Walter de la Mare Quotes

33 Quotes Sorted by Search Results (Descending)

About Walter de la Mare

Walter John de la Mare, OM, CH (April 25, 1873 – June 22, 1956) was an English poet, short story writer, and novelist. Many of his poems and stories were for children, though he believed that there is no such thing as a good poem for children, only a good poem that children can understand.

Born: April 25th, 1873

Died: June 22nd, 1956

Categories: Children's authors, English poets, English novelists, English short story writers, 1950s deaths

Quotes: 33 sourced quotes total (includes 2 about)

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"Tell them I came, and no one answered, That I kept my word," he said.
Slowly, silently, now the moon Walks the night in her silver shoon.
A harvest mouse goes scampering by, With silver claws and silver eye; And moveless fish in the water gleam, By silver reeds in a silver stream.
Here lies a most beautiful lady, Light of step and heart was she; I think she was the most beautiful lady That ever was in the West Country.
Oh, no man knows Through what wild centuries Roves back the rose.
‘What is the world, O soldiers? It is I, I, this incessant snow, This northern sky.
So, blind to Someone I must be.
The delicate, invisible web you wove The inexplicable mystery of sound.
Do diddle di do, Poor Jim Jay Got stuck fast In Yesterday.
Old Rover in his moss-greened house Mumbles a bone, and barks at a mouse.
But beauty vanishes; beauty passes; However rare—rare it be; And when I crumble, who will remember This lady of the West Country?
Never the least stir made the listeners, Though every word he spake Fell echoing through the shadowiness of the still house From the one man left awake: Aye, they heard his foot upon the stirrup, And the sound of iron on stone, And how the silence surged softly backward, When the plunging hoofs were gone.
Dobbin at manger pulls his hay: Gone is another summer’s day.
All but blind In his chambered hole Gropes for worms The four-clawed Mole.
Some one came knocking At my wee, small door; Some one came knocking, I’m sure—sure—sure.
We wake and whisper awhile, But, the day gone by, Silence and sleep like fields Of amaranth lie.
Softly along the road of evening, In a twilight dim with rose, Wrinkled with age, and drenched with dew Old Nod, the shepherd, goes.
His are the quiet steeps of dreamland, The waters of no-more-pain; His ram’s bell rings ‘neath an arch of stars, “Rest, rest, and rest again.”
What lovely things Thy hand hath made.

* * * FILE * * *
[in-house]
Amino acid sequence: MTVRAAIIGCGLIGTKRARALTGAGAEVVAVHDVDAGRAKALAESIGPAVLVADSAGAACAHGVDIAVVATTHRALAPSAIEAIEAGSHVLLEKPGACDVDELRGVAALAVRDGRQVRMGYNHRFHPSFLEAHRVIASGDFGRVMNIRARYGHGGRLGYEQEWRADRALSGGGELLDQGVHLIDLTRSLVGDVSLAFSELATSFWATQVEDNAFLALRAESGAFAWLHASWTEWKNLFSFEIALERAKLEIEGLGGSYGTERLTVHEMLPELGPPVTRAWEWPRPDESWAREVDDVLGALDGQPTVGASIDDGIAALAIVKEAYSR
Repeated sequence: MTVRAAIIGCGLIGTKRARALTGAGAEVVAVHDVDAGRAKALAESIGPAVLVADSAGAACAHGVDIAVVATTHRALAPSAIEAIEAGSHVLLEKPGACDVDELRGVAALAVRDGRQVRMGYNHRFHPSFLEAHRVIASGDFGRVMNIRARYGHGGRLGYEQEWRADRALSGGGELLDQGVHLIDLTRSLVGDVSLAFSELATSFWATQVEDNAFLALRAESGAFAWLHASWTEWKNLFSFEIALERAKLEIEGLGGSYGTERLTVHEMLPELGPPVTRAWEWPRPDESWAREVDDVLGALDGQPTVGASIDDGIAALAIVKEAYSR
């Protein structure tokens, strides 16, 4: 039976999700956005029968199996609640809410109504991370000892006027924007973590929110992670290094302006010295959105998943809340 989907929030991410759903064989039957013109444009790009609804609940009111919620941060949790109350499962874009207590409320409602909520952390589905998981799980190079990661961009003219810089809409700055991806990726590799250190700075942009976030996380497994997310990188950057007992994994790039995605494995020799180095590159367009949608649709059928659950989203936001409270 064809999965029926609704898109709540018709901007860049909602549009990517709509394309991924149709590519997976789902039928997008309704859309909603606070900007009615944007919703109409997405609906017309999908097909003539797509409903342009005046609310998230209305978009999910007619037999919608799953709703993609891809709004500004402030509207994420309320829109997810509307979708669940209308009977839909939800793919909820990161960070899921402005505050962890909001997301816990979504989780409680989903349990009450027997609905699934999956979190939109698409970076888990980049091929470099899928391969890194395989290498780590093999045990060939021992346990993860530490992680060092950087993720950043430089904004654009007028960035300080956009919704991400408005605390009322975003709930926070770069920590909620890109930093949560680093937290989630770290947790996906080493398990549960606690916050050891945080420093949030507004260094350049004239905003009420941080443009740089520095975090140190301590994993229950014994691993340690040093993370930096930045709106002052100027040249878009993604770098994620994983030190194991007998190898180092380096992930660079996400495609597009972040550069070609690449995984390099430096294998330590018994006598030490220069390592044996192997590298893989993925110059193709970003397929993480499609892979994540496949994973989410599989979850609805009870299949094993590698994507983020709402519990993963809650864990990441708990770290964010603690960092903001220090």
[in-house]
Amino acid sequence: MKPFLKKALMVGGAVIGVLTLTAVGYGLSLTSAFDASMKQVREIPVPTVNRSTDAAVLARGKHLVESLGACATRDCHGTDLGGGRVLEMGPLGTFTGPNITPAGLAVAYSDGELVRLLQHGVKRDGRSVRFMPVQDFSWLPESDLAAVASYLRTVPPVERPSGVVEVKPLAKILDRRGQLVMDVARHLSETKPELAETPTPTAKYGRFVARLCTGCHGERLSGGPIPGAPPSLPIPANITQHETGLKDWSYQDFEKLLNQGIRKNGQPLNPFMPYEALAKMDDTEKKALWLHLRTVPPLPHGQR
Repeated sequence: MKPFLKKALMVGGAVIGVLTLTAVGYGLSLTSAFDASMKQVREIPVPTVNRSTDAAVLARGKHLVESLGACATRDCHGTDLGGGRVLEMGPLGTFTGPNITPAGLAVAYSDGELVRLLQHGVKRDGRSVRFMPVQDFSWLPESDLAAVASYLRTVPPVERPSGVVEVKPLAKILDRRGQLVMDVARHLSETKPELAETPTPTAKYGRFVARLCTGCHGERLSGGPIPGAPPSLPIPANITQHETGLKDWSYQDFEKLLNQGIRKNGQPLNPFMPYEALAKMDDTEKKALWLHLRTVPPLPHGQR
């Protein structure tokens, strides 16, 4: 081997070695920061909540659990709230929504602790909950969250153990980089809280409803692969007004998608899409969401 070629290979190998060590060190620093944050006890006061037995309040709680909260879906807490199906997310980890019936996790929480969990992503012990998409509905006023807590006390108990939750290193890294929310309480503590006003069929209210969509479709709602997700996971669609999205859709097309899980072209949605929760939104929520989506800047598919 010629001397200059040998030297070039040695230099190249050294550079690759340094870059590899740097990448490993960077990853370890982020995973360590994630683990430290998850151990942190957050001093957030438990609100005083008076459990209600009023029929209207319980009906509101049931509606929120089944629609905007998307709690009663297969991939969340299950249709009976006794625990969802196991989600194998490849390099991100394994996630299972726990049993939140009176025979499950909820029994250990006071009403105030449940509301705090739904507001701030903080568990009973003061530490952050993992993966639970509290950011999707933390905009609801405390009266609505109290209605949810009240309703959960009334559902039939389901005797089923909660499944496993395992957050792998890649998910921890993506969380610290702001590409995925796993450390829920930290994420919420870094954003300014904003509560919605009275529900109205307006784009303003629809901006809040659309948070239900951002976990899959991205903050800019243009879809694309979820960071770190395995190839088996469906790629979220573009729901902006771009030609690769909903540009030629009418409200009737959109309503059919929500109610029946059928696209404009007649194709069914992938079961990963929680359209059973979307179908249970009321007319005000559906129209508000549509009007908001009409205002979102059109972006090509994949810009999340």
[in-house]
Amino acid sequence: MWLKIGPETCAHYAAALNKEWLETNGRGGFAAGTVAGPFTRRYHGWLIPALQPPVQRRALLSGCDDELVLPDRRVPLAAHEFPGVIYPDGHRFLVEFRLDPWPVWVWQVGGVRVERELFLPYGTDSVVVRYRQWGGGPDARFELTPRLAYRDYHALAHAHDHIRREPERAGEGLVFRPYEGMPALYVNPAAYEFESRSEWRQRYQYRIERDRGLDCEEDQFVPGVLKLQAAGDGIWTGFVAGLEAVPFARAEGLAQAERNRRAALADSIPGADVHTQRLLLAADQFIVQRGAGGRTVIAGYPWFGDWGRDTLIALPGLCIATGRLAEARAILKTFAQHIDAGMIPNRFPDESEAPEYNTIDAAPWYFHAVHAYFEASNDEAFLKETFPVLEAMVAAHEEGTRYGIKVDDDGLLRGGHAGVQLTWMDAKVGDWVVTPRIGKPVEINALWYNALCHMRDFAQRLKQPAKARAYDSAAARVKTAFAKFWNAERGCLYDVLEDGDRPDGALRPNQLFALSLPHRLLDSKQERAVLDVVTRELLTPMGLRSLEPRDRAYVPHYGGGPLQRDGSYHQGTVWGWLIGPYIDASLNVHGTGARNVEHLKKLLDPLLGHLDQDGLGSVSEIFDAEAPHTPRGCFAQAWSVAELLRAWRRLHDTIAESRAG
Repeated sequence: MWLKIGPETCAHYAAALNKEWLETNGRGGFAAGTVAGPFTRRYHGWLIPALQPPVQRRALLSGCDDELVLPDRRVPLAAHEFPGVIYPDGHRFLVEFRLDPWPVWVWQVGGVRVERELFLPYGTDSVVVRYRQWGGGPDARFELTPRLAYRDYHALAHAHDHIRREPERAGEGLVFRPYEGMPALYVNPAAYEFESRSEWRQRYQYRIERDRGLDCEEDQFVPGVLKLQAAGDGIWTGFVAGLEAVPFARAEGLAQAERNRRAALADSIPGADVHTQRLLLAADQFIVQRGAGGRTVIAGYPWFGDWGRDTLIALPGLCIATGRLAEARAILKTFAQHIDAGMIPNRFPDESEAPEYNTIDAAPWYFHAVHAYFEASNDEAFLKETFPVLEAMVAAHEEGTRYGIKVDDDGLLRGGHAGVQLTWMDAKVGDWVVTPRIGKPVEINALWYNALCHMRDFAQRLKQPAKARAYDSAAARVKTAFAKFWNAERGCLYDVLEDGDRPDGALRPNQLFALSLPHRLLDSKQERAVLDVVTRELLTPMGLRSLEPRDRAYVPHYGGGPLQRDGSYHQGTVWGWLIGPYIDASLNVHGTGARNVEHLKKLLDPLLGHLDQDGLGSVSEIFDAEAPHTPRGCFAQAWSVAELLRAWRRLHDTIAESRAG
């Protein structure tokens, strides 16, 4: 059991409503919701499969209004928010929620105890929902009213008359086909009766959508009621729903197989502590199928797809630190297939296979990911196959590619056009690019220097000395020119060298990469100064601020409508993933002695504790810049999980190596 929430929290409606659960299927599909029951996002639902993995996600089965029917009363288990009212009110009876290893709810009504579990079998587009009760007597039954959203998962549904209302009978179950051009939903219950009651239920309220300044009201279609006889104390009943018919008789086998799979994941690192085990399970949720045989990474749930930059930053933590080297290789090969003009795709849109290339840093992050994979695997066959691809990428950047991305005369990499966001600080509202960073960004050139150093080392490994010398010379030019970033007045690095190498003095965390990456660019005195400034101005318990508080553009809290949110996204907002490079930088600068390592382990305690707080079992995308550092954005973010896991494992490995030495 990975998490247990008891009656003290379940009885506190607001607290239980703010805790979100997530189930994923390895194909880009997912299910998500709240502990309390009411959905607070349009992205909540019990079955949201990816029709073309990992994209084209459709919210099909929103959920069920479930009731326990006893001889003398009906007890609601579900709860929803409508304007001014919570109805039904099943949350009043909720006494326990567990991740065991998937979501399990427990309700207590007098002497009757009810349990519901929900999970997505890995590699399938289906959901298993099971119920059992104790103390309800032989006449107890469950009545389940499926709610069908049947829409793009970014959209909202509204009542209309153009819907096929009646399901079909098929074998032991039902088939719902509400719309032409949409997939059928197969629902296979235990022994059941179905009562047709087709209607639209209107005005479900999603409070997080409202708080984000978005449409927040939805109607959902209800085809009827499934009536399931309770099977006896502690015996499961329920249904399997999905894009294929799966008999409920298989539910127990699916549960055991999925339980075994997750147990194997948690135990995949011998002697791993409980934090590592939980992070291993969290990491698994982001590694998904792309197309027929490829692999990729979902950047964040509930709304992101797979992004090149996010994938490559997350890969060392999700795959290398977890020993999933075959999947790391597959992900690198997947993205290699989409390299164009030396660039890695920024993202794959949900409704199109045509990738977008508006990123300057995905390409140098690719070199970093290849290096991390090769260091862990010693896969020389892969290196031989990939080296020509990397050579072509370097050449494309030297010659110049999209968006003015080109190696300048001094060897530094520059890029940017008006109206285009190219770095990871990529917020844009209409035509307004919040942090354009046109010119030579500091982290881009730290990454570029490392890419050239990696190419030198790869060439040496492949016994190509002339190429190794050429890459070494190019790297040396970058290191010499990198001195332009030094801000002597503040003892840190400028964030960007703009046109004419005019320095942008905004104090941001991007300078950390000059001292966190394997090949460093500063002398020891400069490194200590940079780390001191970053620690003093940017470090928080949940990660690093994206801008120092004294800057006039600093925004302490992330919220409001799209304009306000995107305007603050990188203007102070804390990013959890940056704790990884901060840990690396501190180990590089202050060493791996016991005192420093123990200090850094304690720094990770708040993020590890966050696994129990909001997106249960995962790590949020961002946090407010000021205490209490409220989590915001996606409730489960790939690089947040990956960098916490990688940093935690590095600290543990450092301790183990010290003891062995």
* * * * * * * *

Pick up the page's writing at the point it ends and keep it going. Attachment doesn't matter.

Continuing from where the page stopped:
“A bumpity ride in a wagon of hay”
“Bunches of grapes,” says Timothy; “Pomegranates pink,” says Elaine; “A junket of cream and a cranberry tart For me,” says Jane.
Or when the lawn Is pressed by unseen feet, and ghosts return Gently at twilight, gently go at dawn, The sad intangible who grieve and yearn...
Bang! Now the animal Is dead and dumb and done. Nevermore to peep again, creep again, leap again, Eat or sleep or drink again, oh, what fun!
Three jolly huntsmen, In coats of red, Rode their horses Up to bed.
Wonderful lovely there she sat, Singing the night away, All in the solitudinous sea Of that there lonely bay.
Poor tired Tim! It’s sad for him He lags the long bright morning through, Ever so tired of nothing to do.
For beauty with sorrow Is a burden hard to be borne: The evening light on the foam, and the swans, there; That music, remote, forlorn.
"Is anybody there?" said the Traveler, Knocking on the moonlit door; And his horse in the silence champed the grasses Of the forest's ferny floor.
‘Who knocks?’ ‘I, who was beautiful, Beyond all dreams to restore, I from the roots of the dark thorn am hither, And knock on the door.’
Who said "Peacock Pie"? The old king to the sparrow: Who said "Crops are ripe"? Rust to the harrow. Who said, "Ay, mum's the word"? Sexton to willow. Who said, "Green dusk for dream?" Moss for a pillow. Who said, "All Time’s delight Hath she for narrow bed; Life’s troubled bubble broken"?— That’s what I said.
It's a very odd thing&mdas; As odd as can be— That whatever Miss T. eats Turns into Miss T.
A face peered. All the grey night In chaos of vacancy shone; Nought but vast sorrow was there— The sweet cheat gone.
Look thy last on all things lovely, Every hour—let no night Seal thy sense in deathly slumber Till to delight Thou hast paid thy utmost blessing.

End Walter de la Mare Quotes